To put a little perspective on the pension crisis, please consider the Bloomberg article California Pension Promises May Top Taxes Fivefold
To keep their promises to retirees, the California Public Employees Retirement System, the biggest plan, the California State Teachers Retirement System, the second-largest, and the University of California Retirement System may have combined liabilities of more than 5.5 times the state’s annual tax revenue by fiscal 2012, according to the study released today by the Milken Institute. Levies are forecast to reach about $89 billion in the year that began July 1.
Debts to government retirees including those in California, the biggest state by population, have grown into a national crisis as pension plans strive to meet obligations to more than 19 million active and retired firefighters, police officers, teachers and other state workers. Fewer than half the plans had assets to cover 80 percent of promised benefits in fiscal 2009, according to data compiled for last month’s Cities and Debt Briefing hosted by Bloomberg Link.
“California simply lacks the fiscal capacity to guarantee public-pension payments, particularly given the wave of state employees set to retire” in future years, said researchers Perry Wong and I-Ling Shen in the Milken report. “Structural shifts, coupled with the financial design and the accounting practices of state pension funds, all point to the fact that reform is imperative.”
Addressing California’s Pension Shortfalls
The study the above article referred to is Addressing California’s Pension Shortfalls: The Role of Demographics in Designing Solutions from the Milken Institute.
Concurrently raising the retirement age and increasing employee contributions is only the first step in addressing California’s looming public pension liabilities, according to a new report, Addressing California’s Pension Shortfalls: The Role of Demographics in Designing Solutions from the Milken Institute. The situation will eventually call for even bolder action, such as shifting to hybrid plans with only a partial defined-benefit component.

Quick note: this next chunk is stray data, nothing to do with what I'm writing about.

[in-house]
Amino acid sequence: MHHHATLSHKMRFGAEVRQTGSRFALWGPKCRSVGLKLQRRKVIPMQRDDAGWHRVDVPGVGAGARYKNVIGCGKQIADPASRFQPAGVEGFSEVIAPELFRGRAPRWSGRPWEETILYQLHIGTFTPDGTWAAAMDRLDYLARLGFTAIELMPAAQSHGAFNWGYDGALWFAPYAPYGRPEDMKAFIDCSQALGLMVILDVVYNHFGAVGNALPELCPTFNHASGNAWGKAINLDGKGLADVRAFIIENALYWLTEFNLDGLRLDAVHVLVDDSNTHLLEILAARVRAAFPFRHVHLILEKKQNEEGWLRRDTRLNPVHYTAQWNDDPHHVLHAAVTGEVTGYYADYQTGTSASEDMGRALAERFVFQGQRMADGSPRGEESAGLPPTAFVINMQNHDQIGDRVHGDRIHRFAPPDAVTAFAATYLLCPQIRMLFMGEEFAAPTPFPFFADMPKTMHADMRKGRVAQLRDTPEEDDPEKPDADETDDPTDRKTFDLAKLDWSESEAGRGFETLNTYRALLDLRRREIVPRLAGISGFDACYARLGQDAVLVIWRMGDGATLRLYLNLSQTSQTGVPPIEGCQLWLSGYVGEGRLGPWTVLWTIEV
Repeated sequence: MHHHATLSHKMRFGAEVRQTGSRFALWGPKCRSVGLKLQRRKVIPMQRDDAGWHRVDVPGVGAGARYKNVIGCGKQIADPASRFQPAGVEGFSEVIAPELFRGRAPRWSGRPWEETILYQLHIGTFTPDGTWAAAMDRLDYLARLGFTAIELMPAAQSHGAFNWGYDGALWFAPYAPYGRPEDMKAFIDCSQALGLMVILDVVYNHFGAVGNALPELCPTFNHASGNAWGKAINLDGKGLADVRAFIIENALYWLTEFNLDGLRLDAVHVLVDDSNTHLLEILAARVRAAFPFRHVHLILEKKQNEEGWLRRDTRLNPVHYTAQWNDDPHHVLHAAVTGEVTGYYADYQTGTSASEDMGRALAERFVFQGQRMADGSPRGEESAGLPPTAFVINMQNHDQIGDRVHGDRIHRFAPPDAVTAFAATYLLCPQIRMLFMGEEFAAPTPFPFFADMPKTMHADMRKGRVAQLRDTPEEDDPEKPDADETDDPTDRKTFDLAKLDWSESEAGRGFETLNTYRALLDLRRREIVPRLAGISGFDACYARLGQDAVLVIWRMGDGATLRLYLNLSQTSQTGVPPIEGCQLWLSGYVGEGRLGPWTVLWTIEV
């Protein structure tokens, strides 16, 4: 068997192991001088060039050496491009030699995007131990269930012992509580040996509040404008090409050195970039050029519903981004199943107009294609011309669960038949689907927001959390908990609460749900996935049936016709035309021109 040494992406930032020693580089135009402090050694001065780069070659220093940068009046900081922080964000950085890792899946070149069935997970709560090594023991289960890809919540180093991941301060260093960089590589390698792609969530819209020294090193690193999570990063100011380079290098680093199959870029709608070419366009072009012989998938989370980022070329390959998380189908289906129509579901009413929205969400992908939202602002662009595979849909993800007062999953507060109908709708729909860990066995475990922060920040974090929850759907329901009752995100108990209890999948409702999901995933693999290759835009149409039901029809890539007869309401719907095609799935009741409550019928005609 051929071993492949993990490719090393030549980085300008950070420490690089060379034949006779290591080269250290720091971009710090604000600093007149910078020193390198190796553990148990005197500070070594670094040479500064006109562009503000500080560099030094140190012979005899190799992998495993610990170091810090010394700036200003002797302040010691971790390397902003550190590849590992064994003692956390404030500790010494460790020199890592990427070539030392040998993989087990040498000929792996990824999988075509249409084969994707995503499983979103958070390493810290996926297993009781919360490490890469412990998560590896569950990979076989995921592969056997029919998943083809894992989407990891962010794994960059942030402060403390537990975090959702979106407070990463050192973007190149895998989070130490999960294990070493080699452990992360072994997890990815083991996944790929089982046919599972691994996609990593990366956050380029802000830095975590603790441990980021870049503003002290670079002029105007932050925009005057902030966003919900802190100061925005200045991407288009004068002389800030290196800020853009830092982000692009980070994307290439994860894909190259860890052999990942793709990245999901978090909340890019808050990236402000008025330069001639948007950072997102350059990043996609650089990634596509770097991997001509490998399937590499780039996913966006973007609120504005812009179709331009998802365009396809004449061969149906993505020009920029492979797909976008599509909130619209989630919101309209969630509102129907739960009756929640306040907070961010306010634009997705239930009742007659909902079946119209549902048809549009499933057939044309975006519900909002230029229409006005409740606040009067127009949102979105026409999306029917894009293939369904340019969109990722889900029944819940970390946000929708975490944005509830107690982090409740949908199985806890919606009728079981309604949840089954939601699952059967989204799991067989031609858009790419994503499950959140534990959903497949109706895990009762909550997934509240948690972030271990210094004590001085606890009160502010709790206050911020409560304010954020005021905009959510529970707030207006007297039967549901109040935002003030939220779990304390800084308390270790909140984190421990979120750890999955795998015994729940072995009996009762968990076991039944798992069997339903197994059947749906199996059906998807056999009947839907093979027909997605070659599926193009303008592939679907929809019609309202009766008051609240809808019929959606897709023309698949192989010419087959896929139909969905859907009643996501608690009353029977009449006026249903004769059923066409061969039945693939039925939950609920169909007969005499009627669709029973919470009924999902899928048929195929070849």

Some of the key findings in the report include:
- By around 2012 or 2013, the three major state pensions’ obligations will be more than five times as large as total state tax revenue.
- Not only will California’s growing senior population depend on Medi-Cal and other state services, but public school enrollment is likely to rise in the coming years. The state can ill afford to fund pensions by cutting back on these services.
- In 2009, the pension liability came out to $3,000 per working-age adult in the state. By 2014, it will triple to over $10,000 per working-age Californian.
- Raising employee contributions alone will be less effective over time as the ratio of actively contributing members to benefit recipients continues to decrease.
- Currently, the average state employee contributes to the system for 25 years, but will receive benefits for 26 years — and the number of benefit-receiving years is increasing as longevity improves.
Milken’s Proposed Solutions
The Milken report recommends raising the retirement age and increasing employee contributions.
It also wants as shift from defined benefit plans to a hybrid plan with partial guarantees and a partial 401K type coverage.
I agree with the first set of proposals on retirement age and employee contributions. However, I strongly disagree with any guarantees.
The private sector has no guarantees. Pray tell why should taxpayers guarantee any benefit levels for public bureaucrats, most of whom are grossly overpaid in the first place.
Moreover, we need to get rid of public unions, privatizing every needed service, and killing all of the unneeded ones. The study fails to mention that as part of the solution.
Finally, I believe states should explore the legality of taxing all public sector pension benefits above some set amount, say $75K annual, at a very high penalty rate, say 90%. If legal, that would take care of the mess in one easy step.
Here is the Milken Slide Show on Addressing California’s Pension Shortfalls.
It’s worth a look to understand the magnitude of the crisis even if the proposed solutions are lacking.
Mike “Mish” Shedlock
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